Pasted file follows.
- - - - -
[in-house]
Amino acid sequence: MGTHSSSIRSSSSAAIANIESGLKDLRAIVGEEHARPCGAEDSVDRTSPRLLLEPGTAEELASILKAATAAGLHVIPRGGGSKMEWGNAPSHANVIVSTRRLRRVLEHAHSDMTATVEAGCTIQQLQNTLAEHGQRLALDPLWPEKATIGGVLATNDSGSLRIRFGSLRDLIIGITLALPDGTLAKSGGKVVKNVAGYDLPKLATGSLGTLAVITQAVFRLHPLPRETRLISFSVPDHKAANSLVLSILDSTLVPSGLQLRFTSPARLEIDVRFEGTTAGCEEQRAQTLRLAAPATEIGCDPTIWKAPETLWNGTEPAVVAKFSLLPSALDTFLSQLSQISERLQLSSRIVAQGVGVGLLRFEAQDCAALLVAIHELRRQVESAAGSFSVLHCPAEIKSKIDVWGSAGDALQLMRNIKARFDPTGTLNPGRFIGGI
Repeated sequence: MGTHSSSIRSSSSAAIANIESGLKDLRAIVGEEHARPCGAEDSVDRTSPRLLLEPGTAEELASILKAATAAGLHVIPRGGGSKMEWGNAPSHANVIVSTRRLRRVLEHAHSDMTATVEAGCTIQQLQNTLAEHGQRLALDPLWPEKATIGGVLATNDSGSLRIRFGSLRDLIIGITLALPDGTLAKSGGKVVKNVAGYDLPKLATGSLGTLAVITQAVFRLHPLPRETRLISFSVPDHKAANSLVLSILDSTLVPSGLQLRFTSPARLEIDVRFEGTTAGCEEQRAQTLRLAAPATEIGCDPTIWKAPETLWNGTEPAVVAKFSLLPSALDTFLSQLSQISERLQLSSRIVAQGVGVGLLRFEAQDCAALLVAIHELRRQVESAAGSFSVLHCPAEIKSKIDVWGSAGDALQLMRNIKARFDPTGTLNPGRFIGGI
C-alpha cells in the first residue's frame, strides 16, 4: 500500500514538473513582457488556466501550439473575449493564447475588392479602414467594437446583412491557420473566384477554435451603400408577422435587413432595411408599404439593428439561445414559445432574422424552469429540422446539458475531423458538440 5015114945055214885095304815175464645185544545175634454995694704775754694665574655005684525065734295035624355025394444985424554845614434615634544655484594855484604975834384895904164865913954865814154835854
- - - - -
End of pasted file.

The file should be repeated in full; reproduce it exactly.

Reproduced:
[in-house]
Amino acid sequence: MGTHSSSIRSSSSAAIANIESGLKDLRAIVGEEHARPCGAEDSVDRTSPRLLLEPGTAEELASILKAATAAGLHVIPRGGGSKMEWGNAPSHANVIVSTRRLRRVLEHAHSDMTATVEAGCTIQQLQNTLAEHGQRLALDPLWPEKATIGGVLATNDSGSLRIRFGSLRDLIIGITLALPDGTLAKSGGKVVKNVAGYDLPKLATGSLGTLAVITQAVFRLHPLPRETRLISFSVPDHKAANSLVLSILDSTLVPSGLQLRFTSPARLEIDVRFEGTTAGCEEQRAQTLRLAAPATEIGCDPTIWKAPETLWNGTEPAVVAKFSLLPSALDTFLSQLSQISERLQLSSRIVAQGVGVGLLRFEAQDCAALLVAIHELRRQVESAAGSFSVLHCPAEIKSKIDVWGSAGDALQLMRNIKARFDPTGTLNPGRFIGGI
Repeated sequence: MGTHSSSIRSSSSAAIANIESGLKDLRAIVGEEHARPCGAEDSVDRTSPRLLLEPGTAEELASILKAATAAGLHVIPRGGGSKMEWGNAPSHANVIVSTRRLRRVLEHAHSDMTATVEAGCTIQQLQNTLAEHGQRLALDPLWPEKATIGGVLATNDSGSLRIRFGSLRDLIIGITLALPDGTLAKSGGKVVKNVAGYDLPKLATGSLGTLAVITQAVFRLHPLPRETRLISFSVPDHKAANSLVLSILDSTLVPSGLQLRFTSPARLEIDVRFEGTTAGCEEQRAQTLRLAAPATEIGCDPTIWKAPETLWNGTEPAVVAKFSLLPSALDTFLSQLSQISERLQLSSRIVAQGVGVGLLRFEAQDCAALLVAIHELRRQVESAAGSFSVLHCPAEIKSKIDVWGSAGDALQLMRNIKARFDPTGTLNPGRFIGGI
C-alpha cells in the first residue's frame, strides 16, 4: 500500500514538473513582457488556466501550439473575449493564447475588392479602414467594437446583412491557420473566384477554435451603400408577422435587413432595411408599404439593428439561445414559445432574422424552469429540422446539458475531423458538440 5015114945055214885095304815175464645185544545175634454995694704775754694665574655005684525065734295035624355025394444985424554845614434615634544655484594855484604975834384895904164865913954865814154835854